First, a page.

The sound absorption of a single layer of a plain knitted fabric is poor, thus to increase its noise absorption properties the structure has to be made thicker and denser ( that is stitch size must be smaller ) . However, other knitted structures such as rib, interlock, textured and ripple structures will make the fabric thicker and improve the noise absorption at the higher end of the spectrum. Because basic knitted structures alone may not provide sufficient sound absorption for use in automobile interiors, the sound absorbency of two advanced knitted fabrics known as thick spacer and dense spacer structures.

 Thick Spacer Structures :

      A spacer structure consists of two layers of knitted structure, interconnected but spaced apart by the use of a monofilament yarn. The front and back fabric layers are plain knitted structures knitted using double covered elastomeric yarn. Because of the nylon cover of the inner elastomeric yarn and the elastic nature of the core yarn, the void in a unit cell of a plain knitted structure is essentially closed .

       thus, the front and back layers of the spacer may be considered as a fabric sheet, without any pores. However, the locations where the monofilament yarn is tuck looped into the plain knitted layers create a uniform pattern of micropores .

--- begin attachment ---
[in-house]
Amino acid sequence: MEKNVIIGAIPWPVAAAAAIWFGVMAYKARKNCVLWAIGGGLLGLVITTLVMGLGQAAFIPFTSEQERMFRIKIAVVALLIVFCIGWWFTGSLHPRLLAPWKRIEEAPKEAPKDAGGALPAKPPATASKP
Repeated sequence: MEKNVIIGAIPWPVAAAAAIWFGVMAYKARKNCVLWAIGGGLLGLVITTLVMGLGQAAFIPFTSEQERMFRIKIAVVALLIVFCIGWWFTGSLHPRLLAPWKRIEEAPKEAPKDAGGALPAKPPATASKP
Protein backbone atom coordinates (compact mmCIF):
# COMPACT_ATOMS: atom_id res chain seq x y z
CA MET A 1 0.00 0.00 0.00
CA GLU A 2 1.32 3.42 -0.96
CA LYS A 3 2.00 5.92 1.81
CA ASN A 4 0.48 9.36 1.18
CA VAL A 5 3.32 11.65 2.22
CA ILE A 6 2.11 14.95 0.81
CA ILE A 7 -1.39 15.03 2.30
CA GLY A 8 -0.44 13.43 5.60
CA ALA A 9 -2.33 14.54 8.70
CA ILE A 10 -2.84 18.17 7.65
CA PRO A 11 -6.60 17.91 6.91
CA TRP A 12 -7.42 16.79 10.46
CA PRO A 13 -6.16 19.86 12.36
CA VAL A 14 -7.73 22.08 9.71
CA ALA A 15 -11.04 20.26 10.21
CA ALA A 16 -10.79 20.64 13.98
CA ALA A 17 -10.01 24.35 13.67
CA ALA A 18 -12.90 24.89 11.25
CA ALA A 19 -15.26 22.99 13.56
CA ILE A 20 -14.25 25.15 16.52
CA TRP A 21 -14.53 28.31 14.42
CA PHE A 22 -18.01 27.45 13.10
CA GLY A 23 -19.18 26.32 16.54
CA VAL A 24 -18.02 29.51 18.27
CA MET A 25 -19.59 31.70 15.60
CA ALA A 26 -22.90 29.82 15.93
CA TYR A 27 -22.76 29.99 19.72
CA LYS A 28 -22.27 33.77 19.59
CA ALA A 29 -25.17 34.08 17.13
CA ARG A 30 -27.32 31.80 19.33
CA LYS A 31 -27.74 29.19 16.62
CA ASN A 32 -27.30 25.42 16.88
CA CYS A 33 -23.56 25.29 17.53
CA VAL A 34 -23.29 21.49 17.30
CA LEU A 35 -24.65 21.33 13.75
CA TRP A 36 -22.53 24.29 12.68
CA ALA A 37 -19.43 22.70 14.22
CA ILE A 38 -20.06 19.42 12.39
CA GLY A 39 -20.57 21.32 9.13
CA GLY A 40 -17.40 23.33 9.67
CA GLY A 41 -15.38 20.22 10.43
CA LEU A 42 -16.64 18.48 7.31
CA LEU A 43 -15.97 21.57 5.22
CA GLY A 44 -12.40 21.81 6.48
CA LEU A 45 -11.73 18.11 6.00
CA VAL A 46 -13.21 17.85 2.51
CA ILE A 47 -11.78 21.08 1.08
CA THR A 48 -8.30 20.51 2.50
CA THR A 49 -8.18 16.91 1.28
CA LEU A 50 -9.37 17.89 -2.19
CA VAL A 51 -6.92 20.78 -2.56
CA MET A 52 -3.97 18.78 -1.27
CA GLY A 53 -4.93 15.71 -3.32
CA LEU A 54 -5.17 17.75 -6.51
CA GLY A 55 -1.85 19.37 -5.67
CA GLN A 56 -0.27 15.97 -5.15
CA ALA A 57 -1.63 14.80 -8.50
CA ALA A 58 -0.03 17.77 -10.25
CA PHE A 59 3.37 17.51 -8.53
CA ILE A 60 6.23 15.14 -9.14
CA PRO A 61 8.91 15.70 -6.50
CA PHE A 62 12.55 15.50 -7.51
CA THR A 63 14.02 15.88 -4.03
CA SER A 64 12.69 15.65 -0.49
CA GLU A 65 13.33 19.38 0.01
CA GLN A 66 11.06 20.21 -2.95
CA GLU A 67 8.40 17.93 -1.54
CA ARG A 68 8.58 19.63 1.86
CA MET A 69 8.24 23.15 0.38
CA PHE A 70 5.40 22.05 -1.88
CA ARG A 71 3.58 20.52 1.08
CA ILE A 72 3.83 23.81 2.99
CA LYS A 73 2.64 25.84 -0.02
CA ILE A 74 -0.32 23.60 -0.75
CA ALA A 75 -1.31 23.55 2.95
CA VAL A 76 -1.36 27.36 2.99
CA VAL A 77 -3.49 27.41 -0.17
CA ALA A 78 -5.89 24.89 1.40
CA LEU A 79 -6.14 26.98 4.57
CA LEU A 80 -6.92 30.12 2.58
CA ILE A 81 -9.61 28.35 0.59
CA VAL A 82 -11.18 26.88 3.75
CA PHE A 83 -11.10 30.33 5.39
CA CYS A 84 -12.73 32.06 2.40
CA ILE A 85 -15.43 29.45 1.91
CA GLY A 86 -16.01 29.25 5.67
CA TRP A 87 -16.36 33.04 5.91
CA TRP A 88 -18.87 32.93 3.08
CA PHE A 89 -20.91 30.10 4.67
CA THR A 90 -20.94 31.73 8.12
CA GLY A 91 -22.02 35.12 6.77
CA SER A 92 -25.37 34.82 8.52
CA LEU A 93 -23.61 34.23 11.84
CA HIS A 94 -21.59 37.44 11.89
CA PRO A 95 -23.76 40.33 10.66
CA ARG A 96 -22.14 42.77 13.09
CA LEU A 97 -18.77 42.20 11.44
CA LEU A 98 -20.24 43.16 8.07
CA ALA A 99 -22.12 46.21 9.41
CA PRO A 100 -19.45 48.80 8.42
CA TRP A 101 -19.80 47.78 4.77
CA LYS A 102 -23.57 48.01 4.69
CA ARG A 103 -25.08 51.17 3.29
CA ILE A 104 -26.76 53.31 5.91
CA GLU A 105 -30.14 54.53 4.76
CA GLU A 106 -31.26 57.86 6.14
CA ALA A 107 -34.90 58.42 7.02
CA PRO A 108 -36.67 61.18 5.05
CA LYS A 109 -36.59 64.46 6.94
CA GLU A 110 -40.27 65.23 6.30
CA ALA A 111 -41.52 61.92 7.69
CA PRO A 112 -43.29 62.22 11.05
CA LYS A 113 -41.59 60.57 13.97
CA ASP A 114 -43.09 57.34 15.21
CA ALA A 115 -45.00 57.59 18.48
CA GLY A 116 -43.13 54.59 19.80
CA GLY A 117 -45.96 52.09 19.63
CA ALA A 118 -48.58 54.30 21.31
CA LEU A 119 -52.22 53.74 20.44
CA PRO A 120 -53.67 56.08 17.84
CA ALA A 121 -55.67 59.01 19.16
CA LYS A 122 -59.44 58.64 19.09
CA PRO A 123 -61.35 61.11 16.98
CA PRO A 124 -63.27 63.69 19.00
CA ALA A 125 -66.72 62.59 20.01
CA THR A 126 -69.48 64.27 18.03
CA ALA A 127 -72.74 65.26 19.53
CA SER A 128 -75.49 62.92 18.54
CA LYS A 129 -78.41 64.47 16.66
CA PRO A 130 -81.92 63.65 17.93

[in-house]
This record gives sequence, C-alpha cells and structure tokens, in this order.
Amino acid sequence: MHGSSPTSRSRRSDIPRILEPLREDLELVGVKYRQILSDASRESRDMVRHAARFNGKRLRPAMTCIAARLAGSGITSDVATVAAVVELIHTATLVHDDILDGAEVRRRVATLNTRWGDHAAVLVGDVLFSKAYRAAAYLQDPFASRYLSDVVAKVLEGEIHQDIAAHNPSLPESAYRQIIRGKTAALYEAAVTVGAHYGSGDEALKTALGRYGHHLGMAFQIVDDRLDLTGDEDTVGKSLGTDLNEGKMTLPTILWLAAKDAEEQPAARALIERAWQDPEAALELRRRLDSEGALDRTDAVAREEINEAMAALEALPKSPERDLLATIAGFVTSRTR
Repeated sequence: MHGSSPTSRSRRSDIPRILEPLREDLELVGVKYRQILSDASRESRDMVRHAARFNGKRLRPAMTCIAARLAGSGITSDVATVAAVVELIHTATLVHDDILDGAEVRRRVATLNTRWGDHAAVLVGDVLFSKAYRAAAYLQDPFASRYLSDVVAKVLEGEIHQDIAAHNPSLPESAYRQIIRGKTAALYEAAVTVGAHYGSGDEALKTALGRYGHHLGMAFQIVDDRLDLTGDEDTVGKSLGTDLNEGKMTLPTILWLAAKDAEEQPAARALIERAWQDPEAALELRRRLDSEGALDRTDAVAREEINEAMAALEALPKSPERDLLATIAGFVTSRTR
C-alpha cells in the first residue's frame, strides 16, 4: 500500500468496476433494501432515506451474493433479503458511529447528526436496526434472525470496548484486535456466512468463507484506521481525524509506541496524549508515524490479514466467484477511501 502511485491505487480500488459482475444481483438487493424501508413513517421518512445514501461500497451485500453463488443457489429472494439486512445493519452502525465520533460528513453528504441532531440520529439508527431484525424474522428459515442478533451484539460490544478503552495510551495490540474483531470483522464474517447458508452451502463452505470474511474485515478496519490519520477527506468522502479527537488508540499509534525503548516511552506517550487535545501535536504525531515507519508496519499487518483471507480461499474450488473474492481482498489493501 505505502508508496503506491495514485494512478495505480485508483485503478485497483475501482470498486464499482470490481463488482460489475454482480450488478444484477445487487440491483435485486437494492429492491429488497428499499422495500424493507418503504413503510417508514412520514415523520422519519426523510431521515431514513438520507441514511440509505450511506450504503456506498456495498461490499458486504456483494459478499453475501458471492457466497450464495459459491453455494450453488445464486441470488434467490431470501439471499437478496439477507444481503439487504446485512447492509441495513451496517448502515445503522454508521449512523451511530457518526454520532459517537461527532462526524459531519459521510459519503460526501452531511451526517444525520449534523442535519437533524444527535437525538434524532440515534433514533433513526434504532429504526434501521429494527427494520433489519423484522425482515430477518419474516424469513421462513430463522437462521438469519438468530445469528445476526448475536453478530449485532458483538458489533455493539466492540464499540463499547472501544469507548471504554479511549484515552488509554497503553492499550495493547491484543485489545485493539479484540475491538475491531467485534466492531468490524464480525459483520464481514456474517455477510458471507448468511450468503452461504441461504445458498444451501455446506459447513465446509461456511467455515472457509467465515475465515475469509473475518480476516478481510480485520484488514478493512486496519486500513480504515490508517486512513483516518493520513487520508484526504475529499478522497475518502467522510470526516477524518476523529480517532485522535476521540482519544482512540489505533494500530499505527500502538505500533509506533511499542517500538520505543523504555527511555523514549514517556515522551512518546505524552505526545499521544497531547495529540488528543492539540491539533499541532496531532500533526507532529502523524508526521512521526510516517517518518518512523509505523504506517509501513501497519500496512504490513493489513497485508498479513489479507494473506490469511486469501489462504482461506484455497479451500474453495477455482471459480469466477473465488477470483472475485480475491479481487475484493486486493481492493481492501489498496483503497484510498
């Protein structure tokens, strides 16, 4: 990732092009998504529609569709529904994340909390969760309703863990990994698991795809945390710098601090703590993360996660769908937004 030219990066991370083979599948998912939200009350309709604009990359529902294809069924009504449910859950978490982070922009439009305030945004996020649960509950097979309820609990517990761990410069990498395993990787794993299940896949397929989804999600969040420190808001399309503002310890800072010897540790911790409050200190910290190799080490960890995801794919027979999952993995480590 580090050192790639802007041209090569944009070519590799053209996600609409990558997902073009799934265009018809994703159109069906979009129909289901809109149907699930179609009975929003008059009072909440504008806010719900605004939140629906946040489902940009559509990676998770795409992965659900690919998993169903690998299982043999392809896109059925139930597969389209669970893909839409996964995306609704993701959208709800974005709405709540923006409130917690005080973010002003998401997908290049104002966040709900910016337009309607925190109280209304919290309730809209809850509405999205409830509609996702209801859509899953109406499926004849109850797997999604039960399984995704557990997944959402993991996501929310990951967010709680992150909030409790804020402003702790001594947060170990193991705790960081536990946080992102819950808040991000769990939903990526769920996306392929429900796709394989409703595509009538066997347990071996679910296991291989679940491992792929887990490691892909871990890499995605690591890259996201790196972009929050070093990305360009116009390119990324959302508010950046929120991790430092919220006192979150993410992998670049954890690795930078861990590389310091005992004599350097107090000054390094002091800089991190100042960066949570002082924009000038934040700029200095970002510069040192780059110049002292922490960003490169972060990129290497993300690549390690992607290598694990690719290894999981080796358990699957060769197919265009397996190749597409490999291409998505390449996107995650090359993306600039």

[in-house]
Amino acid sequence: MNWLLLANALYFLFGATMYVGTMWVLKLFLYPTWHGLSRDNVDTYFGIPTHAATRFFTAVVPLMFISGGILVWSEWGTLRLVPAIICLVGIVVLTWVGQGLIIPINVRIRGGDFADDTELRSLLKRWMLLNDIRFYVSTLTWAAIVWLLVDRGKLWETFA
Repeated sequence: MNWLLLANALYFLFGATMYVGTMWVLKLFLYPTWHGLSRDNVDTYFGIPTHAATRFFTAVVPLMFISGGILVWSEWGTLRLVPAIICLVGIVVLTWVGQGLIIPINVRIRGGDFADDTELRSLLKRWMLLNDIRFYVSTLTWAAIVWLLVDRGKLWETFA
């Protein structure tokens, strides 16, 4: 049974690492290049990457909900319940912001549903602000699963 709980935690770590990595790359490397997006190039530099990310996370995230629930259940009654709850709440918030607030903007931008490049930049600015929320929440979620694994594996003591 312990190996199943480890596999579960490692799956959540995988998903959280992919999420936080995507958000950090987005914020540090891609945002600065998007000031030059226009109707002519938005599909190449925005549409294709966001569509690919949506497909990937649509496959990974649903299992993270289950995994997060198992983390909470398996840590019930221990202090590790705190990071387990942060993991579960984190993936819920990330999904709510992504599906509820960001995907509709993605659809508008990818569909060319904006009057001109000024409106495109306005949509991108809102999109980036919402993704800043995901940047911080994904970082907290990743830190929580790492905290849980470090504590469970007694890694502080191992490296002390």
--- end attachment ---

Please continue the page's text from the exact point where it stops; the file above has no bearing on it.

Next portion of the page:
Hence the front and back faces of a spacer structure made of double covered elastomeric yarn can be considered as a fabric sheet with a uniform array of micropores.

       Thick spacer structures are lighter and less expensive, and their thickness remains unaltered by moisture and compression, unlike porous sound absorbing materials, including both woven and non-woven structures.

Dense Spacer Structures :

The dense spacer structure consists of top and bottom plain knitted layers. These two layers are interconnected with a mesh of yarn and can be represented as a tight mesh of yarn sandwiched between two plain knitted layers. The interconnecting mesh of yarn is oriented at an angle between the top and bottom layers


The sound absorbency of these structures increases with both airflow resistivity and thickness. Their porosity is more or less inversely proportional to their airflow resistivity; therefore, their sound absorbency increases with decrease in porosity and increased density. However, the effect of density is more predominant in terms of sound absorbency than thickness. The structures can be made denser by having more rows of the interconnecting yarn between  plain knitted courses of the front and back beds.

 The structure is a suitable alternative to utilizing several layers of plain knitted fabrics for achieving better sound absorbency, and may be used efficiently in automobile upholstery to reduce interior noise.

The sound absorbency of the dense spacer structure is effective only from 2000 Hz onwards when its Noise Absorption Coefficient (NAC) is greater than 50%.


Ferrari Kumar
Studying Textile Engineering at Anna University , Chennai
Ferrari Kumar
Ferrari Kumar

Latest posts by Ferrari Kumar (see all)